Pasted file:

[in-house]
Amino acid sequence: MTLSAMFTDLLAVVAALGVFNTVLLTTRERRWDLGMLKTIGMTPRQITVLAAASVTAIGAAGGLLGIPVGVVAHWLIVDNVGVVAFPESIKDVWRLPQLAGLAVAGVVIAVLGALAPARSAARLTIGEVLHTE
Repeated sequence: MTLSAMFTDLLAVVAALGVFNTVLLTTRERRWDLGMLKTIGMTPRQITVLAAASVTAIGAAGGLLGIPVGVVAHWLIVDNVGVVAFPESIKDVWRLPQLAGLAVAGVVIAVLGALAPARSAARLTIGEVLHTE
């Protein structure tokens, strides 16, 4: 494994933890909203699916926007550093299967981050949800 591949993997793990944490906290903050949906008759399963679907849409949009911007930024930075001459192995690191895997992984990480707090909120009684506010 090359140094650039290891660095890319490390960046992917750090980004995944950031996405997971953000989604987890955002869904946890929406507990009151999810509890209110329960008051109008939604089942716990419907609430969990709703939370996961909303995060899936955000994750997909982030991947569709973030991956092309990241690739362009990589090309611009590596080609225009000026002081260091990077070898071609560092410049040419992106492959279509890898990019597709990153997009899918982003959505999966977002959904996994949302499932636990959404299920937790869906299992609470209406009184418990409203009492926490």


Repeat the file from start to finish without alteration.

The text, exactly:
[in-house]
Amino acid sequence: MTLSAMFTDLLAVVAALGVFNTVLLTTRERRWDLGMLKTIGMTPRQITVLAAASVTAIGAAGGLLGIPVGVVAHWLIVDNVGVVAFPESIKDVWRLPQLAGLAVAGVVIAVLGALAPARSAARLTIGEVLHTE
Repeated sequence: MTLSAMFTDLLAVVAALGVFNTVLLTTRERRWDLGMLKTIGMTPRQITVLAAASVTAIGAAGGLLGIPVGVVAHWLIVDNVGVVAFPESIKDVWRLPQLAGLAVAGVVIAVLGALAPARSAARLTIGEVLHTE
């Protein structure tokens, strides 16, 4: 494994933890909203699916926007550093299967981050949800 591949993997793990944490906290903050949906008759399963679907849409949009911007930024930075001459192995690191895997992984990480707090909120009684506010 090359140094650039290891660095890319490390960046992917750090980004995944950031996405997971953000989604987890955002869904946890929406507990009151999810509890209110329960008051109008939604089942716990419907609430969990709703939370996961909303995060899936955000994750997909982030991947569709973030991956092309990241690739362009990589090309611009590596080609225009000026002081260091990077070898071609560092410049040419992106492959279509890898990019597709990153997009899918982003959505999966977002959904996994949302499932636990959404299920937790869906299992609470209406009184418990409203009492926490």